Broken Bone (Fracture) Rehabilitation
DID YOU KNOW that you should see a physiotherapist during and after you fracture or break a bone?
Most fractured (broken) bones will heal in six to eight weeks. But that is only half of the problem.
Unfortunately when you have enough stress placed through your body to fracture a bone there’s usually a lot of other soft tissues and structures that have been damaged in the process. Add to that the common use of immobilisation in plaster casts, and you’ll have joint stiffness and considerable muscle weakness.
This may even affect joints that don’t seem related to the break. For example, a fractured shoulder may result in a very stiff elbow or wrist just because you were keeping your shoulder in a sling for a few weeks.
A Video Example of Knee Fracture Rehabilitation
Disclaimer: Remember that this video is meant to be informational and should not replace the advice and guidance of your healthcare provider.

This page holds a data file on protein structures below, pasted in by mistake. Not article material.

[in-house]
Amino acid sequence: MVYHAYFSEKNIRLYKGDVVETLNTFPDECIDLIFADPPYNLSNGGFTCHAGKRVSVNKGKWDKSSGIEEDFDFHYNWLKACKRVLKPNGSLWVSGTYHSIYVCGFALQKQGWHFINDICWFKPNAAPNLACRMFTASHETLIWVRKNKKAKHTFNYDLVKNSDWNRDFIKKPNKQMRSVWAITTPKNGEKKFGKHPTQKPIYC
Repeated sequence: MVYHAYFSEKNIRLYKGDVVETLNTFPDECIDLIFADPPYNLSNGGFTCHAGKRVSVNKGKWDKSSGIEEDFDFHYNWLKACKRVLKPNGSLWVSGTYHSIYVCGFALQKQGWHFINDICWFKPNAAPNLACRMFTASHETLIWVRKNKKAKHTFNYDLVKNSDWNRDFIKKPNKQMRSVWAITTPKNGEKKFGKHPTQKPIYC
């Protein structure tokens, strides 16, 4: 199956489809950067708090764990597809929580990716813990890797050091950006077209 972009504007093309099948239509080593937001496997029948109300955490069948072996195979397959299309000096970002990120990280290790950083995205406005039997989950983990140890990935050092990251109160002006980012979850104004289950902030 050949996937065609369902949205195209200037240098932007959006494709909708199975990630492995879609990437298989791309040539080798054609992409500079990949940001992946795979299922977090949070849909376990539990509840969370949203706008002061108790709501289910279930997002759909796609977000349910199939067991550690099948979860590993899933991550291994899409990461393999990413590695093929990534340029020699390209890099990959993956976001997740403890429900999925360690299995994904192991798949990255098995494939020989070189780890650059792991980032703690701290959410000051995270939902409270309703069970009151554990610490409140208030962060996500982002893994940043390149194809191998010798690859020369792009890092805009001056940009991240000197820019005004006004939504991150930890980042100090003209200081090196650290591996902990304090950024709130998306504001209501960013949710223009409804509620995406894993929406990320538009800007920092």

When Should You Start Physiotherapy?
This varies depending on your type and location of fracture. If you are consulting an Orthopaedic Surgeon or Specialist, please be guided by their expertise. Otherwise, you may wish to raise the topic with your Family Doctor. You may also discuss your situation with a registered Physiotherapist.
Typically, your physiotherapist will attempt to prevent post-fracture stiffness and weakness in the adjacent joints and muscles during the first six weeks while your fracture is healing. After six weeks or later, your physiotherapist can work on regaining full joint range of motion and muscle strength that operate near or over the fracture site.
For more information please visit: How Physiotherapy can help
If you have any questions about your fracture, how Physiotherapy can help you, or would like to make an appointment, please email us at firstname.lastname@example.org, call us at 902-407-7207, or click to book online here.